Patients usually don’t feel anything unusual after the procedure. For a few, there may be a slight flushed color of the area treated and small red bumps which subsides in a few minutes.

It is usually advised not to use any chemical products on the skin for the next 24-48 hours like deodorants, anti-perspirants, whitening products, peeling agents etc. It is also best to avoid sun-exposure, scrubbing and scratching of the area treated.

How many sessions do I need?

Laser hair removal targets the actively-growing hairs, therefore, follow-up sessions are needed to treat the new, growing hairs. Succeeding sessions are usually done at intervals of 4-6 weeks. Most patients would require about 3-6 sessions.

What are the risks?

Any kind of laser can be dangerous especially if performed by untrained personnel. The Philippine Dermatological Society recommends that Skin Laser procedures should be done by well-trained, experienced, and certified PDS dermatologists.

Some of the complications and risks are:

  • blisters, darkening, scars from burns
  • bacterial infections
  • breakout of cold sores
  • whitening or depigmentation

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MELASMA

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melasma

MELASMA

by Beatriz G. Carpo, MD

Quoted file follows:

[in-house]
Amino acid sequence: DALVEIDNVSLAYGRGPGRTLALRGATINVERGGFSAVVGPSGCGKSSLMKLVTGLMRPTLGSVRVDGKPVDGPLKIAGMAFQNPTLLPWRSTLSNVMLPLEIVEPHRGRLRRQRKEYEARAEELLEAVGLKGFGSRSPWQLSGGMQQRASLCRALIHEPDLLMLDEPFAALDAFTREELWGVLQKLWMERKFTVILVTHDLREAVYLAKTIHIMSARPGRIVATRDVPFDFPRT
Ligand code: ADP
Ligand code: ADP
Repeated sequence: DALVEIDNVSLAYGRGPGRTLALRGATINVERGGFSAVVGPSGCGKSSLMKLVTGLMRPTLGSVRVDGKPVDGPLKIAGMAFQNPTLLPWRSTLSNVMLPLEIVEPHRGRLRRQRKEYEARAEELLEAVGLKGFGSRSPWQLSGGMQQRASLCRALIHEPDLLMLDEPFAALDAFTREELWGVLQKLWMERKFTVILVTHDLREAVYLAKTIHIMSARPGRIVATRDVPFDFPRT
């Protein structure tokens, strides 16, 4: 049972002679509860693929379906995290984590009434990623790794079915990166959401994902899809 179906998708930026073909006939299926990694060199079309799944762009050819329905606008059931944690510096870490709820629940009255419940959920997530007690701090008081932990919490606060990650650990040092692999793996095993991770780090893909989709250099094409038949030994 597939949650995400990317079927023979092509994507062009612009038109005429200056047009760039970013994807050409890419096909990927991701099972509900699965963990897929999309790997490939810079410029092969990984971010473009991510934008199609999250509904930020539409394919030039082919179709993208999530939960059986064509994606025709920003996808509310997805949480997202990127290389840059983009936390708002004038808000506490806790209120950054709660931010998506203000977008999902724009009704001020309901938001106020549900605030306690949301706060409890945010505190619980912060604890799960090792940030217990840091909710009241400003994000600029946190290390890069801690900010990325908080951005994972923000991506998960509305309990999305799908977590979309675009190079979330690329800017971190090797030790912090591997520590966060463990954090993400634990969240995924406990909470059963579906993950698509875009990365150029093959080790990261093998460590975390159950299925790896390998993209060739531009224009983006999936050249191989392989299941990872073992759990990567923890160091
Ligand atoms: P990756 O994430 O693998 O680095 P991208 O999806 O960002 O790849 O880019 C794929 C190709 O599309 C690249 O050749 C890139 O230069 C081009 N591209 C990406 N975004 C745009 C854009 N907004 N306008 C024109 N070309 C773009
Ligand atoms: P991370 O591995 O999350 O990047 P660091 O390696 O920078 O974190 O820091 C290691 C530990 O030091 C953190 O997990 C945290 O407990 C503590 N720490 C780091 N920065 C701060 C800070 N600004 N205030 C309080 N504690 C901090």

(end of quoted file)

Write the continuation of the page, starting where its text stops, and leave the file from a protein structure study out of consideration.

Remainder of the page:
Melasma is a very common skin condition wherein tan, brown to grayish patches appear on the cheeks, cheekbones, forehead, forehead, bridge of the nose, and upper lip, or chin. In a few patients it can even involve the sides of the neck, shoulders and upper arms. It is more common in women, especially in the ages of 20-50’s. It is also seen more frequently in darker skin types and certain races such as Asian, Hispanic, Latin, African-American, Mediterranean, and Indian descent.

CAUSE:

Although the exact cause is unclear, the following are the major triggering and aggravating factors in melasma.

  • Ultraviolet Light Exposure (UV). This and hormonal changes play the biggest roles in Melasma. Ultraviolet rays stimulate the skin’s color-producing cells (melanocytes) to produce the dark patches. Patients with melasma should always use sunscreen and practice sun avoidance.
  • Hormonal Changes. Melasma is common In pregnancy when it is called “Mask of Pregnancy” or “Chloasma”. The use of birth control pills and hormone replacement pills also serve as triggers.
  • Genetics. There is also a genetic predisposition and having a close relative with melasma increases your risk of getting melasma.
  • Cosmetics and skin products that cause skin irritation may aggravate melasma. Certain ingredients in skin products may make you more sensitive to the ultraviolet rays of the sun and these may worsen melasma.